After total hip replacement 4 mos ago I have numbness/pain in incision area and down to the knee, what should I do?

Depends. Depending on the approach used by the surgeon the pain may be due to a cut or impinged nerve (direct anterior approach) or trochanteric bursitis (lateral, posterolateral, anterolateral approach). As the latter is more common approach, your numbness(related to the incision will diminish, and the pain will respond to therapy and steroid injection. See your doctor and explain your symptoms.
Inform surgeon. Numbness in the leg can be a complication of total hip replacement. Various nerves can be injured and cause numbness in certain areas of the leg. Inform the surgeon and he can further educate you.
Wait & See. Unless the nerve is completely cut, usuassly it is due to swelling or compression on the nerve and it commonly resolves ove time.

Related Questions

I had total hip replacement 9 18 2012 hip responding very well but my knee on the same leg is very bothersome mostly upon compression (walking) my pt?

A few possibilities. A persistent hip problem can cause referred pain to the knee on the same side. You may be more active now that your hip is improved, unmasking what was a previously a lesser problem in your knee. The hip replacement could have slightly changed the alignment of of your limb, which could cause changed loading of your knee. You should talk to the orthopaedic surgeon who replaced your hip about thi. Read more...
Total hip. Check with your orthopedic surgeon for good exam of the knee--may have sprain/strain, meniscal issues from improved hip motion & alignment after total hip replacement. Usually improves. Read more...
Knee or hip. Knee pain could be from a knee problem unrelated to the hip surgery, or it can sometimes be seen as referred pain from the hip stem causing irritation in the femur. In that instance, it is usually temporary and should gradually go away. You should see your orthopedic surgeon for an evaluation to determine the source of the pain. Read more...

I am 12 weeks off of a total hip replacement and off crutches a week now. I woke up this morning and both my ankles and legs, below my knee, were very swollen and redwith white bite like spots. Any guesses what it could be?

See doctor or go ER. This could be blood clots. You need to see your orthopedic asap or go to er. Read more...
Probably unrelated. 3 months post-op without previous problems means current symptoms likely unrelated to hip replacement. Blood clot or DVT 3 months after hip replacement is unheard of, and would not involve both legs. The fact that this rash affects both legs suggests that the hip replacement is likely unrelated. Read more...
Concerning. If you were on crutches for 11 weeks after a tha, that suggests that there may have been problems early. The swelling in both legs reflects poor venous return. You should be evaluated. Read more...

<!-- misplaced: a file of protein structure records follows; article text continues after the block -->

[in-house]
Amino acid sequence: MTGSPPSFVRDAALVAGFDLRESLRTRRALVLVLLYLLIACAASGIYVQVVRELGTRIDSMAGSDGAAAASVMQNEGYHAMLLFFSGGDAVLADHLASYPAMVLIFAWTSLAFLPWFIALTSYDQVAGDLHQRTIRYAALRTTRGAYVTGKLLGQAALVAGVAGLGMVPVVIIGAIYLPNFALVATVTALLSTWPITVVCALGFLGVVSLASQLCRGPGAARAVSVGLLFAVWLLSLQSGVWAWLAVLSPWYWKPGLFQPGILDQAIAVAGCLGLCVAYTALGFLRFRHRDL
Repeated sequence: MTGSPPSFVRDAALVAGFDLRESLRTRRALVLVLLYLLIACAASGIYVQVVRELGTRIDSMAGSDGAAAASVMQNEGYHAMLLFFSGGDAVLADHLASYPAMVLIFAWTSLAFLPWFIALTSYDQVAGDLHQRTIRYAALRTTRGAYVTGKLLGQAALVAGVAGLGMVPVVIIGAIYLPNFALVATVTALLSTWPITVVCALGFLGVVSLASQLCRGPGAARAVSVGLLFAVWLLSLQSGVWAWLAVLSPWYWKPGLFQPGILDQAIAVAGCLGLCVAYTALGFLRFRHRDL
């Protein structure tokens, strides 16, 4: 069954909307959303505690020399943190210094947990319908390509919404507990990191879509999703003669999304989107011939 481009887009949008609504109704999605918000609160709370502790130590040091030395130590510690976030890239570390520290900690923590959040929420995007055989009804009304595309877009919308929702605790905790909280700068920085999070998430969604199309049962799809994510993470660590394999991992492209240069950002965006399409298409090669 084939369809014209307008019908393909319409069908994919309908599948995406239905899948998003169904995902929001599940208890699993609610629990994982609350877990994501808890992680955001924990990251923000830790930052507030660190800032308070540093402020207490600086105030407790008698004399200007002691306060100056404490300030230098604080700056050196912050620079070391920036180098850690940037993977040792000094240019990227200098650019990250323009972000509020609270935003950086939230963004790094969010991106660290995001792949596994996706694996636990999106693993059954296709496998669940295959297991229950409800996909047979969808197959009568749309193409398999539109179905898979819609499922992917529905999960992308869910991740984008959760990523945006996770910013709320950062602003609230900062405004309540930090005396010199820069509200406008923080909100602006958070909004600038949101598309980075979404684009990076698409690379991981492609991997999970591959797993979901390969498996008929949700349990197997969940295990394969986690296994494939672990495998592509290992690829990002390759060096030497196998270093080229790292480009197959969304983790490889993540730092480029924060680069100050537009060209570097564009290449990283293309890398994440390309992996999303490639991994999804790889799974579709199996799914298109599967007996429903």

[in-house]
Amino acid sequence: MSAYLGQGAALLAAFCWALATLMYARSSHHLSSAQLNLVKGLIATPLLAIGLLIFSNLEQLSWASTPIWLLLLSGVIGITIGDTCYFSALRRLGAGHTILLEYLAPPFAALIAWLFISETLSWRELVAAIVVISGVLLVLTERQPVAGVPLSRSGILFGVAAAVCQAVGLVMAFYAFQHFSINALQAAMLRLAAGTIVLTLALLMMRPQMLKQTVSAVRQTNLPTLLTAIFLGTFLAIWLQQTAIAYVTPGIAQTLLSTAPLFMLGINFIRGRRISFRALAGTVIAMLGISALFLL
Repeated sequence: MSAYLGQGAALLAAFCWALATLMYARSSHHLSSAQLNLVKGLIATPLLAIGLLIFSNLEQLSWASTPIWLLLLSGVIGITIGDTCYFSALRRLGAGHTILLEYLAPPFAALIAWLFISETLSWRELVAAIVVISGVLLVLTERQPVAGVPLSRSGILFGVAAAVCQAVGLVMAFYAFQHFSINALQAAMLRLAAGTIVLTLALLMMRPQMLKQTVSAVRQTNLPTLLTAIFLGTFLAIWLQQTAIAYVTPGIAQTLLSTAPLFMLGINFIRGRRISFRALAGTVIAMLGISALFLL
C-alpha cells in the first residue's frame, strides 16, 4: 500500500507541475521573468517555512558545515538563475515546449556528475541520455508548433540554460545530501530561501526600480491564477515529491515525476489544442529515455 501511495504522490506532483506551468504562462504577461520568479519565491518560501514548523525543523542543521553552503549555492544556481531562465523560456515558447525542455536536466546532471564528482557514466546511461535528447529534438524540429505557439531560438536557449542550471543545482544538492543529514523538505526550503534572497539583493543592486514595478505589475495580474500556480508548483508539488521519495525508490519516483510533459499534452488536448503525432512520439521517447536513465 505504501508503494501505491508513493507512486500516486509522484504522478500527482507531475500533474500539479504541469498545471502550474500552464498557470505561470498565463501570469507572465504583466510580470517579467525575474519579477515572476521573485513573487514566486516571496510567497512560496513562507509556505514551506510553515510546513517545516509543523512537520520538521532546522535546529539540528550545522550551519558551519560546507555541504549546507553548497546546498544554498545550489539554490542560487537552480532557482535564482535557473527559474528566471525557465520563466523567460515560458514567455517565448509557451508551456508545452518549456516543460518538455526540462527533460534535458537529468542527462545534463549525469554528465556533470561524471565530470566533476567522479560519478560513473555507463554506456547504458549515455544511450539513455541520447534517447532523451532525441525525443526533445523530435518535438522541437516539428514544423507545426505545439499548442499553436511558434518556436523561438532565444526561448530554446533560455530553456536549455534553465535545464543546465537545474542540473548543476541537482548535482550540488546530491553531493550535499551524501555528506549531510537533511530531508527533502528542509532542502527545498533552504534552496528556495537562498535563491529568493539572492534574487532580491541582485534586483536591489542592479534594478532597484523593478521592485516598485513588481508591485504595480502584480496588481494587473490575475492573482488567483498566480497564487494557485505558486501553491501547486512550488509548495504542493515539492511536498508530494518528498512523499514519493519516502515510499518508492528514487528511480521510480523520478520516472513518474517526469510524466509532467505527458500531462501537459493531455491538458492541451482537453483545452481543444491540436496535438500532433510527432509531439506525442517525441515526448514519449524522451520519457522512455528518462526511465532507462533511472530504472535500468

How is leg length discrepancy measured after total hip replacement? How long should one wait to evaluate?

Let me explain. Limb length discrepancy can be measured by a physician during a physical examination and through x-rays. Usually, the physician measures the level of the hips when the patient is standing barefoot. A series of measured wooden blocks may be placed under the short leg until the hips are leveled.If the physician believes a more precise measurement is needed, he or she may use x-rays. (scanogram). Read more...
Exam and x-ray. Surgeons are careful at the time of tha to equalize leg lengths. In some cases the hip will be more stable if slightly longer. Many patients will feel that the operative leg is longer the 1st month after surgery but in fact it is not. An exam and x-ray will show the true leg length and I do this at 6 weeks. Stretching exercises will resolve the feeling of it being longer. Read more...

Leg swelling after I had a total hip replacement surgery. Did they do wrong?

Not necessarily. Leg swelling is not unusual after hip replacement, however, it can also indicate more serious conditions like blood clots. Make sure you express your concerns with your surgeon so that they can examine your leg to determine if the swelling is normal or not. Read more...
Not unusual. It is very common to get leg swelling after total hip or knee replacement. Of course, swelling with pain can be a sign of DVT (deep venous thrombosis) ..Also described by some as "blood clots". This should be evaluated by your doctor. Painless swelling will often resolve after a few months. Read more...

What leg motions can be done after a total hip replacement?

HIP REPLACEMENT. I am not sure if all the movements are preserved like flexion, extension, abduction, etc. Probablly, rom is slightly diminised. Please ask the orthopedic surgeon. Read more...
It depends... Early movement restrictions are based on the surgical method used. Extreme positions need to be avoided in the first 6 weeks no matter what. If an anterior approach is used, hyperextension combined with rotating the foot outward can be a problem. If a posterior approach is used, the risky move is hip flexion (bringing hip up to chest) combined with internal rotation. Eventually, most are safe. Read more...

If a person had a total hip replacement (anterolatera), then what are stable leg motions?

Stable. These are exactly what their name implies; motions that promote a stable leg; and this is important especially after hip/joint replacement as part of the rehabilitative process. Ask the orthopedist/physical therapist for more about this. Read more...
Abduction and neutra. Usually abduction, flexion and external rotation within a range. Best to ask the surgeon his/her parameters. Read more...
Flexion type. With an anterior-type approach, the safe motions are flexion of the hip with internal rotation. Avoid hip hyperextension combined with rotation of the foot outward. Read more...